The world’s 48 poorest countries will need to find around a trillion dollars between 2020 and 2030 to achieve their plans to tackle climate change - and those plans should be a priority for international funding, researchers said.
Estimates based on plans submitted by the least-developed countries (LDCs) toward a new UN deal to curb global warming show they will cost some $93 billion a year from 2020, when an agreement expected to be ironed out in Paris over the next two weeks is due to take effect.
That includes $53.8 billion annually to reduce emissions and $39.9 billion to deal with more extreme weather and rising seas, according to a report from the London-based International Institute for Environment and Development (IIED).
IIED Director Andrew Norton said the least-developed countries currently get less than a third of all international climate funding provided by wealthy governments.
“A fair and effective deal at Paris should prioritise the investment of international public climate finance for this group to implement their climate action plans, while agreeing measures to help better-off countries attract private climate finance,” he said in a statement.
The least-developed countries - from Ethiopia to Zambia, and Yemen and Pacific island nations - are home to some of the poorest communities who are suffering the worst impacts of intensifying droughts, floods, storms and crumbling coastlines.
Yet they produce just a tiny fraction of the planet-warming gases that drive climate change.
Such countries have a widespread lack of resources and expertise to tackle climate change. But all 48 have produced so-called Intended Nationally Determined Contributions (INDCs) to a new global climate deal.
These plans set out how they will curb their emissions from 2020 - by shifting to renewable power sources, such as solar, or building cleaner public transport, for example.
They also outline what countries need to do to help their people live better with climate change impacts. In some cases, they say how much all this action will cost.
The IIED report noted that three countries - Burkina Faso, Djibouti and Zambia — are showing “extraordinary commitment” by aiming to find more finance within their borders than beyond them.
“Even so, all LDCs agree that fulfilling their INDCs cannot be done without a significant contribution from international climate finance, whether it be public or private,” it said.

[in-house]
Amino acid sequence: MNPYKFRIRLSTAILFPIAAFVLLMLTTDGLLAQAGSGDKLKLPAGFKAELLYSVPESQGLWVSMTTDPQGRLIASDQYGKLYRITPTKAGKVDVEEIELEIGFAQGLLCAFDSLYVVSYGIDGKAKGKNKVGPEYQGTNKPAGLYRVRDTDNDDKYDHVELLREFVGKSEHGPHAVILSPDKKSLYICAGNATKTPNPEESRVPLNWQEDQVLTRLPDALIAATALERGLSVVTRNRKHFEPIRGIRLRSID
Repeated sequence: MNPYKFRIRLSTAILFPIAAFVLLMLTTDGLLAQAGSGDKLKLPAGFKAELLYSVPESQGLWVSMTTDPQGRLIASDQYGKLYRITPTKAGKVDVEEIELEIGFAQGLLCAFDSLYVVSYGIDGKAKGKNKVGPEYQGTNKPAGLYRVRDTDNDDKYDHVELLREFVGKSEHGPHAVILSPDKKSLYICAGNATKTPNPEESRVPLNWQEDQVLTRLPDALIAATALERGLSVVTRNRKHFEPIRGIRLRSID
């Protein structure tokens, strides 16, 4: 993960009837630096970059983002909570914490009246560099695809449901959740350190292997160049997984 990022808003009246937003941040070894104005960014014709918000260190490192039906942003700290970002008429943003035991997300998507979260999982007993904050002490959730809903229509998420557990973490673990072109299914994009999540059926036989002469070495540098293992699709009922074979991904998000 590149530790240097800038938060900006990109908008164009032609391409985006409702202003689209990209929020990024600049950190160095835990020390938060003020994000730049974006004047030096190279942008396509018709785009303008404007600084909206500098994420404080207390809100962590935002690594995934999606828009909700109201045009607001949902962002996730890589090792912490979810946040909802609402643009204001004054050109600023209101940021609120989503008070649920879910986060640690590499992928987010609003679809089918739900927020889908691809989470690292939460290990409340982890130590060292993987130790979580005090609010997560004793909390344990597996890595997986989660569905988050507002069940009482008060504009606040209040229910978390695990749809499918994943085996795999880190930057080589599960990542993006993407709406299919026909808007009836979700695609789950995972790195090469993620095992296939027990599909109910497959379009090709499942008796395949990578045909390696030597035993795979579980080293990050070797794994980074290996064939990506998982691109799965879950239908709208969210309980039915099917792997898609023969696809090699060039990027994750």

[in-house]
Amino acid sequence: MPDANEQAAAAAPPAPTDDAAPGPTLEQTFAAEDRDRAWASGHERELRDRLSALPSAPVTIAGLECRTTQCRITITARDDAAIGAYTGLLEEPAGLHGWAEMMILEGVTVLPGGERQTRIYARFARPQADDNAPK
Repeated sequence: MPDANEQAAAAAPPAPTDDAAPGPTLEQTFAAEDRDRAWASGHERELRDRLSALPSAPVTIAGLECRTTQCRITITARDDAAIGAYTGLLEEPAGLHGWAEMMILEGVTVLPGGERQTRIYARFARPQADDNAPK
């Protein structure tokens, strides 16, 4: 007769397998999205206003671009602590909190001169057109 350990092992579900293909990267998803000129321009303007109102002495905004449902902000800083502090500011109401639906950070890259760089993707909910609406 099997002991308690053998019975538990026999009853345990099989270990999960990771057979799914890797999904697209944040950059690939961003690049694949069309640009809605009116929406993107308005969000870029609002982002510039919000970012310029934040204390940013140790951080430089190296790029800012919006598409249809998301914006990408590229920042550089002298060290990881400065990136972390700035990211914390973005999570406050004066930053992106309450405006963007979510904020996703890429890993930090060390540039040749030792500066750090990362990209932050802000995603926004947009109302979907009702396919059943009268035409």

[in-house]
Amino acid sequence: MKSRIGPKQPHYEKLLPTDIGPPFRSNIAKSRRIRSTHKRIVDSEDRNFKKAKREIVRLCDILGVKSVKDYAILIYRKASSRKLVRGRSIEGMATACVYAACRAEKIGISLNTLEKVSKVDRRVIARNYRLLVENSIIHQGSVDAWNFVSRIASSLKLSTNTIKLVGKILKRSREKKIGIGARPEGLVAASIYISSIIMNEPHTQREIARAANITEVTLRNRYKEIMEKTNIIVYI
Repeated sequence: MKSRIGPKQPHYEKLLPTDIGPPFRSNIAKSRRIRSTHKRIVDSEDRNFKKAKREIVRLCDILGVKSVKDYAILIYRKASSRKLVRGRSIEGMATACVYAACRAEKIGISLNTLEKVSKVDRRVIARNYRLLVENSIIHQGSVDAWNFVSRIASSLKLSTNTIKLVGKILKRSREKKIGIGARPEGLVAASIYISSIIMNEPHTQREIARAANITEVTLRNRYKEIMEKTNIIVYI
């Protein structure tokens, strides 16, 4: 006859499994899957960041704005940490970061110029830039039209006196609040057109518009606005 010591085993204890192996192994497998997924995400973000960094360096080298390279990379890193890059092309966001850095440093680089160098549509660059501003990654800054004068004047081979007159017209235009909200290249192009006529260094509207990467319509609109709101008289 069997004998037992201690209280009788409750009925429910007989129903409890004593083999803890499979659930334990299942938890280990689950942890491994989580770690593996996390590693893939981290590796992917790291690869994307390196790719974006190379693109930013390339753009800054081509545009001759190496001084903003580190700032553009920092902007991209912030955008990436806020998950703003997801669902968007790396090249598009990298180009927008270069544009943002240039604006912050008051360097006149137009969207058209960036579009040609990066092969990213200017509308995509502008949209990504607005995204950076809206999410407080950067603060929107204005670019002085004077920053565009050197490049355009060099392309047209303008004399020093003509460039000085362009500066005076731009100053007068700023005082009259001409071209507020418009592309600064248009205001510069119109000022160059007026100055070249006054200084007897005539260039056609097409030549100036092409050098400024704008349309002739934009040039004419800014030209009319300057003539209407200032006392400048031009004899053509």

The least-developed countries “cannot hope to implement their INDCs quickly enough alone”, it added.
The countries will require technology sharing and help to build their capacity, as well as investment capital, particularly for high start-up costs. Much of the money must come from international sources, the report said.
Adaption loses out
Despite poorer countries’ clear need for funding to combat climate change, the lion’s share of government finance goes to wealthier nations, it noted.
Brazil, China, India, Morocco, South Africa and Turkey are receiving as much public money as all the least-developed countries together, the report added.
And of the annual $11.8 billion in donor government money flowing to the least-developed countries in 2013 and 2014, the bulk - $10 billion - went to support efforts to curb emissions.
Just $1.8 billion was allocated for adapting to climate stresses, according to recent figures from the Organisation for Economic Co-operation and Development.
The Paris talks are due to clarify how rich countries will mobilise a promised $100 billion per year by 2020 to help poorer nations develop cleanly and withstand climate pressures, and set out a longer-term path for climate finance.
There is growing pressure from African and other developing countries for donors to give a larger share of their money for adaptation, which has received less than a fifth of the total.
“Making finance available is one thing, but ensuring it gets to those who need it most is another,” said Norton.